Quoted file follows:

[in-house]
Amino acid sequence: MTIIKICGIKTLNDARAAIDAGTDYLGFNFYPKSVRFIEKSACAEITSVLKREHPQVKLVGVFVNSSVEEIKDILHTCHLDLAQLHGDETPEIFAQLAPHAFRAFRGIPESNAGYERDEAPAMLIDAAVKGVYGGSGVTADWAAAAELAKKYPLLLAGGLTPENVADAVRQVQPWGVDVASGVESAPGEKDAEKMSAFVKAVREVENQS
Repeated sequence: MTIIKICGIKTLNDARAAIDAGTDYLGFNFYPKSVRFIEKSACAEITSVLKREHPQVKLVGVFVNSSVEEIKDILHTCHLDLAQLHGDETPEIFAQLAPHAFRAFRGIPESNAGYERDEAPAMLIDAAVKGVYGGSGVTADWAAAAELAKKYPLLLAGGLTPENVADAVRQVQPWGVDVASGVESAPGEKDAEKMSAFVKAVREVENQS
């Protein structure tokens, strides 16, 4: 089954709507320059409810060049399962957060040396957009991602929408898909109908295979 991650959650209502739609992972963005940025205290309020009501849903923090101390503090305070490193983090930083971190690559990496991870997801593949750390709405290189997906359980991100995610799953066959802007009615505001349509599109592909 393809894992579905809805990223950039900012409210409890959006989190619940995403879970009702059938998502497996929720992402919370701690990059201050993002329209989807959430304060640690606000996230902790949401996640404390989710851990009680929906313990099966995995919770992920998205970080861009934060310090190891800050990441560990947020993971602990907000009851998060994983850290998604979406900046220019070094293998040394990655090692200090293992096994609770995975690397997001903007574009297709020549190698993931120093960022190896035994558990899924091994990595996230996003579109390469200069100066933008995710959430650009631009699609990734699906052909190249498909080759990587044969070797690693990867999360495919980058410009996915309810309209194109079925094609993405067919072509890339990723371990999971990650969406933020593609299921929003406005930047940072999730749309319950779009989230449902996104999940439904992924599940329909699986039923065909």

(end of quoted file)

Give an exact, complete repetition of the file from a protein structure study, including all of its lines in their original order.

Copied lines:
[in-house]
Amino acid sequence: MTIIKICGIKTLNDARAAIDAGTDYLGFNFYPKSVRFIEKSACAEITSVLKREHPQVKLVGVFVNSSVEEIKDILHTCHLDLAQLHGDETPEIFAQLAPHAFRAFRGIPESNAGYERDEAPAMLIDAAVKGVYGGSGVTADWAAAAELAKKYPLLLAGGLTPENVADAVRQVQPWGVDVASGVESAPGEKDAEKMSAFVKAVREVENQS
Repeated sequence: MTIIKICGIKTLNDARAAIDAGTDYLGFNFYPKSVRFIEKSACAEITSVLKREHPQVKLVGVFVNSSVEEIKDILHTCHLDLAQLHGDETPEIFAQLAPHAFRAFRGIPESNAGYERDEAPAMLIDAAVKGVYGGSGVTADWAAAAELAKKYPLLLAGGLTPENVADAVRQVQPWGVDVASGVESAPGEKDAEKMSAFVKAVREVENQS
């Protein structure tokens, strides 16, 4: 089954709507320059409810060049399962957060040396957009991602929408898909109908295979 991650959650209502739609992972963005940025205290309020009501849903923090101390503090305070490193983090930083971190690559990496991870997801593949750390709405290189997906359980991100995610799953066959802007009615505001349509599109592909 393809894992579905809805990223950039900012409210409890959006989190619940995403879970009702059938998502497996929720992402919370701690990059201050993002329209989807959430304060640690606000996230902790949401996640404390989710851990009680929906313990099966995995919770992920998205970080861009934060310090190891800050990441560990947020993971602990907000009851998060994983850290998604979406900046220019070094293998040394990655090692200090293992096994609770995975690397997001903007574009297709020549190698993931120093960022190896035994558990899924091994990595996230996003579109390469200069100066933008995710959430650009631009699609990734699906052909190249498909080759990587044969070797690693990867999360495919980058410009996915309810309209194109079925094609993405067919072509890339990723371990999971990650969406933020593609299921929003406005930047940072999730749309319950779009989230449902996104999940439904992924599940329909699986039923065909």